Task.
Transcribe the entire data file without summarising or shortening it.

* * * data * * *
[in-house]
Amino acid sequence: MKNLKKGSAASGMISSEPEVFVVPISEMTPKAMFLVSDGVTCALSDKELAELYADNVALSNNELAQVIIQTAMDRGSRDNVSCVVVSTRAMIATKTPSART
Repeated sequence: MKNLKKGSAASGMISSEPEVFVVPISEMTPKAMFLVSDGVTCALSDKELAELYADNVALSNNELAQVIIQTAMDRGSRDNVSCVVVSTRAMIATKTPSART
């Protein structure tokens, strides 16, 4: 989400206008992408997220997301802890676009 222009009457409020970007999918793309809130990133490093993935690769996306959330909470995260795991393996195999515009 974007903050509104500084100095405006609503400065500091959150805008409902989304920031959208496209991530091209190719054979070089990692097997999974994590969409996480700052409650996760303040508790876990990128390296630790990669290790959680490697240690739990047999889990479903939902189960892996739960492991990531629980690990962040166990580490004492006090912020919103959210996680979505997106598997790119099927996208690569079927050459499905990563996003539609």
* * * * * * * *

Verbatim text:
[in-house]
Amino acid sequence: MKNLKKGSAASGMISSEPEVFVVPISEMTPKAMFLVSDGVTCALSDKELAELYADNVALSNNELAQVIIQTAMDRGSRDNVSCVVVSTRAMIATKTPSART
Repeated sequence: MKNLKKGSAASGMISSEPEVFVVPISEMTPKAMFLVSDGVTCALSDKELAELYADNVALSNNELAQVIIQTAMDRGSRDNVSCVVVSTRAMIATKTPSART
């Protein structure tokens, strides 16, 4: 989400206008992408997220997301802890676009 222009009457409020970007999918793309809130990133490093993935690769996306959330909470995260795991393996195999515009 974007903050509104500084100095405006609503400065500091959150805008409902989304920031959208496209991530091209190719054979070089990692097997999974994590969409996480700052409650996760303040508790876990990128390296630790990669290790959680490697240690739990047999889990479903939902189960892996739960492991990531629980690990962040166990580490004492006090912020919103959210996680979505997106598997790119099927996208690569079927050459499905990563996003539609």